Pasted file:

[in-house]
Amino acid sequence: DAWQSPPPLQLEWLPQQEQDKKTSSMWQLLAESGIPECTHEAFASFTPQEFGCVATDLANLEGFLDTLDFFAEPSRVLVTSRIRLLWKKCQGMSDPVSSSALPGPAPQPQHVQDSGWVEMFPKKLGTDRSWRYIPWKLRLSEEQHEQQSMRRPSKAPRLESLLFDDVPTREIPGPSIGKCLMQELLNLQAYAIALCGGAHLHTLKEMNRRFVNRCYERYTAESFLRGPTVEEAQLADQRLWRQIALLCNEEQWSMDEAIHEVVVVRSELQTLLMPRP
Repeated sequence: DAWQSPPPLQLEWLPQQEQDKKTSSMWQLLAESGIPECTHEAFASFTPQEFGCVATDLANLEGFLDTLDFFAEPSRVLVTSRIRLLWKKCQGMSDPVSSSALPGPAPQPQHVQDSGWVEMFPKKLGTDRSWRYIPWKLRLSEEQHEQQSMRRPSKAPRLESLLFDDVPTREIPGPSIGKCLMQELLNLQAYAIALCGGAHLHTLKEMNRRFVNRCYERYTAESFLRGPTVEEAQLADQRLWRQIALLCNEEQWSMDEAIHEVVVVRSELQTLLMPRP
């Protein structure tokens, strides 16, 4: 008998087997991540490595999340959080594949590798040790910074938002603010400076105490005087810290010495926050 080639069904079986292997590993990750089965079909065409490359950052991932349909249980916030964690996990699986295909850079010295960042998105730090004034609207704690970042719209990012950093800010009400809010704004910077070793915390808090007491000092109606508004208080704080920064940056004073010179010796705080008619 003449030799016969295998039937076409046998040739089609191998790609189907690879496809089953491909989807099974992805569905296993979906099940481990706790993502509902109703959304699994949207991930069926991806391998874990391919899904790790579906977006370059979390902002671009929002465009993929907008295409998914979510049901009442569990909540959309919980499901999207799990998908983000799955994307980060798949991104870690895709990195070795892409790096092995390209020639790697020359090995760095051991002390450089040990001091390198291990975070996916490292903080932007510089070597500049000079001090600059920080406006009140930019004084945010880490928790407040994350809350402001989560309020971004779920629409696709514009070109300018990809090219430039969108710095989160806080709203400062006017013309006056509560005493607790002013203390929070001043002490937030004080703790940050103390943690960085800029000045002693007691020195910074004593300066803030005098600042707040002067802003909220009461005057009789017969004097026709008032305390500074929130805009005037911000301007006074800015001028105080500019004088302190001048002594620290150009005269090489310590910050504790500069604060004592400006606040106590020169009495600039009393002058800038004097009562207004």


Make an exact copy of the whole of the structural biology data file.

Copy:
[in-house]
Amino acid sequence: DAWQSPPPLQLEWLPQQEQDKKTSSMWQLLAESGIPECTHEAFASFTPQEFGCVATDLANLEGFLDTLDFFAEPSRVLVTSRIRLLWKKCQGMSDPVSSSALPGPAPQPQHVQDSGWVEMFPKKLGTDRSWRYIPWKLRLSEEQHEQQSMRRPSKAPRLESLLFDDVPTREIPGPSIGKCLMQELLNLQAYAIALCGGAHLHTLKEMNRRFVNRCYERYTAESFLRGPTVEEAQLADQRLWRQIALLCNEEQWSMDEAIHEVVVVRSELQTLLMPRP
Repeated sequence: DAWQSPPPLQLEWLPQQEQDKKTSSMWQLLAESGIPECTHEAFASFTPQEFGCVATDLANLEGFLDTLDFFAEPSRVLVTSRIRLLWKKCQGMSDPVSSSALPGPAPQPQHVQDSGWVEMFPKKLGTDRSWRYIPWKLRLSEEQHEQQSMRRPSKAPRLESLLFDDVPTREIPGPSIGKCLMQELLNLQAYAIALCGGAHLHTLKEMNRRFVNRCYERYTAESFLRGPTVEEAQLADQRLWRQIALLCNEEQWSMDEAIHEVVVVRSELQTLLMPRP
């Protein structure tokens, strides 16, 4: 008998087997991540490595999340959080594949590798040790910074938002603010400076105490005087810290010495926050 080639069904079986292997590993990750089965079909065409490359950052991932349909249980916030964690996990699986295909850079010295960042998105730090004034609207704690970042719209990012950093800010009400809010704004910077070793915390808090007491000092109606508004208080704080920064940056004073010179010796705080008619 003449030799016969295998039937076409046998040739089609191998790609189907690879496809089953491909989807099974992805569905296993979906099940481990706790993502509902109703959304699994949207991930069926991806391998874990391919899904790790579906977006370059979390902002671009929002465009993929907008295409998914979510049901009442569990909540959309919980499901999207799990998908983000799955994307980060798949991104870690895709990195070795892409790096092995390209020639790697020359090995760095051991002390450089040990001091390198291990975070996916490292903080932007510089070597500049000079001090600059920080406006009140930019004084945010880490928790407040994350809350402001989560309020971004779920629409696709514009070109300018990809090219430039969108710095989160806080709203400062006017013309006056509560005493607790002013203390929070001043002490937030004080703790940050103390943690960085800029000045002693007691020195910074004593300066803030005098600042707040002067802003909220009461005057009789017969004097026709008032305390500074929130805009005037911000301007006074800015001028105080500019004088302190001048002594620290150009005269090489310590910050504790500069604060004592400006606040106590020169009495600039009393002058800038004097009562207004």